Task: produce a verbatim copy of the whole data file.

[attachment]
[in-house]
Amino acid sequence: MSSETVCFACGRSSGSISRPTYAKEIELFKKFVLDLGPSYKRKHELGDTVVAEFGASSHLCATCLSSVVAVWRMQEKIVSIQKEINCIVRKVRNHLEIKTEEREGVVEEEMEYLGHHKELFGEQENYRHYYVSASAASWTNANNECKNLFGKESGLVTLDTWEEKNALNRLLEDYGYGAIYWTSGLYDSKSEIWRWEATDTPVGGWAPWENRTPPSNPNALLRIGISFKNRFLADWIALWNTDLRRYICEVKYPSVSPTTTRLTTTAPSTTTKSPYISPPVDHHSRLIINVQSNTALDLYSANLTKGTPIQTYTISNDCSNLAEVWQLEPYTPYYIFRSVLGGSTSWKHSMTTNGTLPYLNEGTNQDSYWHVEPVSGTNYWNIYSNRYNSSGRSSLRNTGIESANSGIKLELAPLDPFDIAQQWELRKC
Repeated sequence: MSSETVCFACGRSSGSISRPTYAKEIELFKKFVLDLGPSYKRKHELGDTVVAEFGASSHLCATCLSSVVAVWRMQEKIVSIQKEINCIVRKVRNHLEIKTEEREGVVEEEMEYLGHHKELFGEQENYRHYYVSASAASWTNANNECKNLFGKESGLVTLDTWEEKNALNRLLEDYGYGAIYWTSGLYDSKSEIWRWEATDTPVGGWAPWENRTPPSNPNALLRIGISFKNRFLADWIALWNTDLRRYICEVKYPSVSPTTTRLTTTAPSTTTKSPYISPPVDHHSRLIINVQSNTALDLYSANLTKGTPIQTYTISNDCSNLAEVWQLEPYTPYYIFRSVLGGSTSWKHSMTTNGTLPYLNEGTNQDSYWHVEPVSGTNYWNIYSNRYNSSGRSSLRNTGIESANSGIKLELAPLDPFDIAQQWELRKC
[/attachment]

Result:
[in-house]
Amino acid sequence: MSSETVCFACGRSSGSISRPTYAKEIELFKKFVLDLGPSYKRKHELGDTVVAEFGASSHLCATCLSSVVAVWRMQEKIVSIQKEINCIVRKVRNHLEIKTEEREGVVEEEMEYLGHHKELFGEQENYRHYYVSASAASWTNANNECKNLFGKESGLVTLDTWEEKNALNRLLEDYGYGAIYWTSGLYDSKSEIWRWEATDTPVGGWAPWENRTPPSNPNALLRIGISFKNRFLADWIALWNTDLRRYICEVKYPSVSPTTTRLTTTAPSTTTKSPYISPPVDHHSRLIINVQSNTALDLYSANLTKGTPIQTYTISNDCSNLAEVWQLEPYTPYYIFRSVLGGSTSWKHSMTTNGTLPYLNEGTNQDSYWHVEPVSGTNYWNIYSNRYNSSGRSSLRNTGIESANSGIKLELAPLDPFDIAQQWELRKC
Repeated sequence: MSSETVCFACGRSSGSISRPTYAKEIELFKKFVLDLGPSYKRKHELGDTVVAEFGASSHLCATCLSSVVAVWRMQEKIVSIQKEINCIVRKVRNHLEIKTEEREGVVEEEMEYLGHHKELFGEQENYRHYYVSASAASWTNANNECKNLFGKESGLVTLDTWEEKNALNRLLEDYGYGAIYWTSGLYDSKSEIWRWEATDTPVGGWAPWENRTPPSNPNALLRIGISFKNRFLADWIALWNTDLRRYICEVKYPSVSPTTTRLTTTAPSTTTKSPYISPPVDHHSRLIINVQSNTALDLYSANLTKGTPIQTYTISNDCSNLAEVWQLEPYTPYYIFRSVLGGSTSWKHSMTTNGTLPYLNEGTNQDSYWHVEPVSGTNYWNIYSNRYNSSGRSSLRNTGIESANSGIKLELAPLDPFDIAQQWELRKC